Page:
- The title is centered, the subtitle is centered, the airplane is smack-dab in the middle, the five headshots are center-aligned… Why isn’t your byline centered? I understand the impulse to add some variety, but it just ends up being the odd element out.
The author says:
A werewolf lives through the violence that is human history starting in medieval times and eventually finds himself working for the United States Government, they don’t let him leave when he wants to quit and then he has to team up with other movie monsters, a vampire, alien, demon, and frankenstein monster, to stop an evil robot from destroying the world.
This looks like a tumblr meme, or something you slapped together in five minutes to display your makeup FX selfie. This will NOT sell this book, or any book. You may think I’m being cruel, but that’s the way it is: If you expect readers to spend money on, and time reading, your book, you need to demonstrate that your book is a professional production. This doesn’t do it.
Hire a professional. Even a cheap one. The fact that you’re submitting this here for critique means that you do not have the grounding in basic design needs to recognize the deficiencies in your abilities. Just go pro.
The author says:
Welcome to the Weird Wild West. There are people here who are not as they seem and others who watch them. Supernatural and mortal alike unite to reach what peace that can be found between them as hunters can become prey and prey can become the hunter. This is their story.
Those pre-made Cover Creator templates look exactly like what they are. They scream, “I’m self-published, and I tried to save money on a cover!” At least the image you chose doesn’t clash horribly with the template — the diagonal of the paper background intersects in an interesting way with the diagonal of the roofline — but still: Nope. It looks impoverished and amateur.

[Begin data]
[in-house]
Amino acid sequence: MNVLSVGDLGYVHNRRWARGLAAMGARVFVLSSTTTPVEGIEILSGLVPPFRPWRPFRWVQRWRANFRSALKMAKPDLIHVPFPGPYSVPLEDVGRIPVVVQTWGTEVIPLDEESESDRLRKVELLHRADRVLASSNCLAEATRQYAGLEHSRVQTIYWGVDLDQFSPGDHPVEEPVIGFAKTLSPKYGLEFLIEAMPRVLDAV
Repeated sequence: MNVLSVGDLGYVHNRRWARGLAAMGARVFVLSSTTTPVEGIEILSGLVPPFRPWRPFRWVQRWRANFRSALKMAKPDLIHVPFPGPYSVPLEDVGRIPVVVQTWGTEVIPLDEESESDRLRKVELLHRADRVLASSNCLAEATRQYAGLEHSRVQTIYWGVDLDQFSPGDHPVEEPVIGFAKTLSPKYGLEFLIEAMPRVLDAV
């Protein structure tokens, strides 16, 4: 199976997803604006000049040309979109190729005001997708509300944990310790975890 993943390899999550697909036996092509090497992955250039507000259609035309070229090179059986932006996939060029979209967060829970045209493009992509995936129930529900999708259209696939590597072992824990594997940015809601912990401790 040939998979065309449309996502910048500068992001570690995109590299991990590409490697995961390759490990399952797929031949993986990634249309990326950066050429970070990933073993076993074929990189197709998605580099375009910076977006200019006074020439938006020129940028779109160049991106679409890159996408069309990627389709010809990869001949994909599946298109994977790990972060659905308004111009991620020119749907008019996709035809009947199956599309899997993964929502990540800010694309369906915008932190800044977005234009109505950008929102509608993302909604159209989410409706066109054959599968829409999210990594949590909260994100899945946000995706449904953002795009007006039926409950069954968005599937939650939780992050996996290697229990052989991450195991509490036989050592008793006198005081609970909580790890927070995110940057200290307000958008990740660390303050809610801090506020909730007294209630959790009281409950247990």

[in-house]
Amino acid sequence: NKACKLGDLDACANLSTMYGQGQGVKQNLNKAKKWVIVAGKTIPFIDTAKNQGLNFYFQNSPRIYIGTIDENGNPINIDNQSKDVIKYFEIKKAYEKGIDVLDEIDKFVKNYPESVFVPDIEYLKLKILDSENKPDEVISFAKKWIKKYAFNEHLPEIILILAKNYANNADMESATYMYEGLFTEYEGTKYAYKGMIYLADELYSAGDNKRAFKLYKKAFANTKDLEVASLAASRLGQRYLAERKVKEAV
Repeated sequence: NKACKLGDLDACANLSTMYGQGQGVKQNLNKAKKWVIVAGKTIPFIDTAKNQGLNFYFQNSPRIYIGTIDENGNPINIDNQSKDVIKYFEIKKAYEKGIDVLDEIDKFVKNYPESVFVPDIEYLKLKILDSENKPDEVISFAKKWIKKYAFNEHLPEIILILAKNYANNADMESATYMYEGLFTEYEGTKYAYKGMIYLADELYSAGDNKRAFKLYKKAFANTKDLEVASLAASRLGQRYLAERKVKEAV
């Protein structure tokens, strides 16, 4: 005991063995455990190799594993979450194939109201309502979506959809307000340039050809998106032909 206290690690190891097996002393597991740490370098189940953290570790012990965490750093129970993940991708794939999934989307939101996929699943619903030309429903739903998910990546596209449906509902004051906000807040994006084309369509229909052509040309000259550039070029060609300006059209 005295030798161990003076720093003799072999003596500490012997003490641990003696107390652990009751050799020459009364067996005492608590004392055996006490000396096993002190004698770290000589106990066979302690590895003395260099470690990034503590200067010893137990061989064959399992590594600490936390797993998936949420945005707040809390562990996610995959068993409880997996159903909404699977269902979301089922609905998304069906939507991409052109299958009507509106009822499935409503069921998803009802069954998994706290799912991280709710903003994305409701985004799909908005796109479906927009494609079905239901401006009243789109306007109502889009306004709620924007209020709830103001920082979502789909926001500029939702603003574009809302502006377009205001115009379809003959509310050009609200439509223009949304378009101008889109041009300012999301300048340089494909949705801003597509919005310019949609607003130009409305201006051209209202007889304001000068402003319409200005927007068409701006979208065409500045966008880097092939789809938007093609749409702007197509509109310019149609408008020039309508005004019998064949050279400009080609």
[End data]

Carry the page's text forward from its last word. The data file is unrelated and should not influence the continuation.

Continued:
On top of that, the image you chose is Western, sure, but there’s nothing weird or paranormal or off-kilter about it. You miss your entire audience if the cover looks like “a happy market day in the Old West.”
If you just found a Western-themed photo or illustration (preferably one that concentrates on an individual or some other central image, instead of a town) and then applied a color scheme that you find on horror novel covers (stark contrasts, lots of shadows) and a distressed Western font, you’ve be about 400% ahead of where you are now.
Best of luck. Other comments?
The author says:
YA Fantasy trying to turn the fantasy tropes on their heads. The main character doesn’t win the trial to become the hero and has to live with all that entails.
More than anything else, we’re seeing a particular flaw with the book covers submitted here: They don’t look like the kind of book they are.
Take a look at this cover: Does ANYTHING about it say “YA fantasy?” No. I would guess that it was some lit-fic coming-of-age story, or maybe a memoir of child abuse. In other words, if I were a reader who would enjoy a subversive YA fantasy, nothing about this cover would tell me that it’s for me.